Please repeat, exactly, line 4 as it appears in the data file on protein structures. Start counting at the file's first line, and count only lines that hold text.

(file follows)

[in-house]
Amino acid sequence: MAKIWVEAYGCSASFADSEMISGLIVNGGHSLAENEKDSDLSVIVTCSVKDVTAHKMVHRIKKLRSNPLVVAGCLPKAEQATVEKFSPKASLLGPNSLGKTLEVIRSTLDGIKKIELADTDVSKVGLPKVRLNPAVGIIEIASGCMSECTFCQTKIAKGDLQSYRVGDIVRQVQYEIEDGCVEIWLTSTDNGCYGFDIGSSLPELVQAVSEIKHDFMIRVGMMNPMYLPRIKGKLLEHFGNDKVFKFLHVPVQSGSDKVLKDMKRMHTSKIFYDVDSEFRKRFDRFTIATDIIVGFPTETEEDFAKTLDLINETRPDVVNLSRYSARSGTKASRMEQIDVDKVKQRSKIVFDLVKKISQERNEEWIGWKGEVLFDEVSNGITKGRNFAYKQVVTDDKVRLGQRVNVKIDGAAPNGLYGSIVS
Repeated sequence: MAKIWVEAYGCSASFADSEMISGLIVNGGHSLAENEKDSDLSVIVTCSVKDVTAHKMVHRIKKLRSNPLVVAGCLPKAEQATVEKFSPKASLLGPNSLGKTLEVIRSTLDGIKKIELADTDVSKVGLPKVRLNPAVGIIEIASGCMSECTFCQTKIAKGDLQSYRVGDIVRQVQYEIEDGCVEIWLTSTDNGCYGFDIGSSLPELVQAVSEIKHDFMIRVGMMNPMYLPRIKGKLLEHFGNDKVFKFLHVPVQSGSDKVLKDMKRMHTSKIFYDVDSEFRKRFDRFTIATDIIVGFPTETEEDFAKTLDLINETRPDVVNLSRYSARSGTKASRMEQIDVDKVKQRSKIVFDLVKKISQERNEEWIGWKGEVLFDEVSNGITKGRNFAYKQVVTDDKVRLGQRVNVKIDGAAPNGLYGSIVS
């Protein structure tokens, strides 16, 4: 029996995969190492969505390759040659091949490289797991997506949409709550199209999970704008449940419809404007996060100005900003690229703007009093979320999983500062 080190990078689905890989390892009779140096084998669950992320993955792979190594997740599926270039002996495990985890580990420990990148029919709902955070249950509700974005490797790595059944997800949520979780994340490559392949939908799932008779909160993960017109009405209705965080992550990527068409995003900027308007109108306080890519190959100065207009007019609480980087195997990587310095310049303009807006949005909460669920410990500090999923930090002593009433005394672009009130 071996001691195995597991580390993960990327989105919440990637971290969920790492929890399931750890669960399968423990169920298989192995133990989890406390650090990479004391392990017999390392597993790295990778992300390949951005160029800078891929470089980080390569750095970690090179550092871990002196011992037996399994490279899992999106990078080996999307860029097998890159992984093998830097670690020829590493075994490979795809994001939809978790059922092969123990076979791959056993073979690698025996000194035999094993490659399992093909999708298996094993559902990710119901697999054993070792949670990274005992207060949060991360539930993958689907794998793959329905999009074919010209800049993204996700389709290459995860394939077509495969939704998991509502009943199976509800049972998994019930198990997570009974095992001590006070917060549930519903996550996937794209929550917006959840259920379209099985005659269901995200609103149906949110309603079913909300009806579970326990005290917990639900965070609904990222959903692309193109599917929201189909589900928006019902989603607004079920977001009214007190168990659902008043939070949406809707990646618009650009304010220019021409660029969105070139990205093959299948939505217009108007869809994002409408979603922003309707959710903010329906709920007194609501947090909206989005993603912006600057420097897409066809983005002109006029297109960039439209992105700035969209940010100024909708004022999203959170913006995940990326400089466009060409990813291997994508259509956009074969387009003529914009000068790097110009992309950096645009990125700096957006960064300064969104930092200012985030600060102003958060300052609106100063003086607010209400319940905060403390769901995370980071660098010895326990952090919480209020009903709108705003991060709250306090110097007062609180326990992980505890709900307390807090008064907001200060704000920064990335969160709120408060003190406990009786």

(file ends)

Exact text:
């Protein structure tokens, strides 16, 4: 029996995969190492969505390759040659091949490289797991997506949409709550199209999970704008449940419809404007996060100005900003690229703007009093979320999983500062 080190990078689905890989390892009779140096084998669950992320993955792979190594997740599926270039002996495990985890580990420990990148029919709902955070249950509700974005490797790595059944997800949520979780994340490559392949939908799932008779909160993960017109009405209705965080992550990527068409995003900027308007109108306080890519190959100065207009007019609480980087195997990587310095310049303009807006949005909460669920410990500090999923930090002593009433005394672009009130 071996001691195995597991580390993960990327989105919440990637971290969920790492929890399931750890669960399968423990169920298989192995133990989890406390650090990479004391392990017999390392597993790295990778992300390949951005160029800078891929470089980080390569750095970690090179550092871990002196011992037996399994490279899992999106990078080996999307860029097998890159992984093998830097670690020829590493075994490979795809994001939809978790059922092969123990076979791959056993073979690698025996000194035999094993490659399992093909999708298996094993559902990710119901697999054993070792949670990274005992207060949060991360539930993958689907794998793959329905999009074919010209800049993204996700389709290459995860394939077509495969939704998991509502009943199976509800049972998994019930198990997570009974095992001590006070917060549930519903996550996937794209929550917006959840259920379209099985005659269901995200609103149906949110309603079913909300009806579970326990005290917990639900965070609904990222959903692309193109599917929201189909589900928006019902989603607004079920977001009214007190168990659902008043939070949406809707990646618009650009304010220019021409660029969105070139990205093959299948939505217009108007869809994002409408979603922003309707959710903010329906709920007194609501947090909206989005993603912006600057420097897409066809983005002109006029297109960039439209992105700035969209940010100024909708004022999203959170913006995940990326400089466009060409990813291997994508259509956009074969387009003529914009000068790097110009992309950096645009990125700096957006960064300064969104930092200012985030600060102003958060300052609106100063003086607010209400319940905060403390769901995370980071660098010895326990952090919480209020009903709108705003991060709250306090110097007062609180326990992980505890709900307390807090008064907001200060704000920064990335969160709120408060003190406990009786």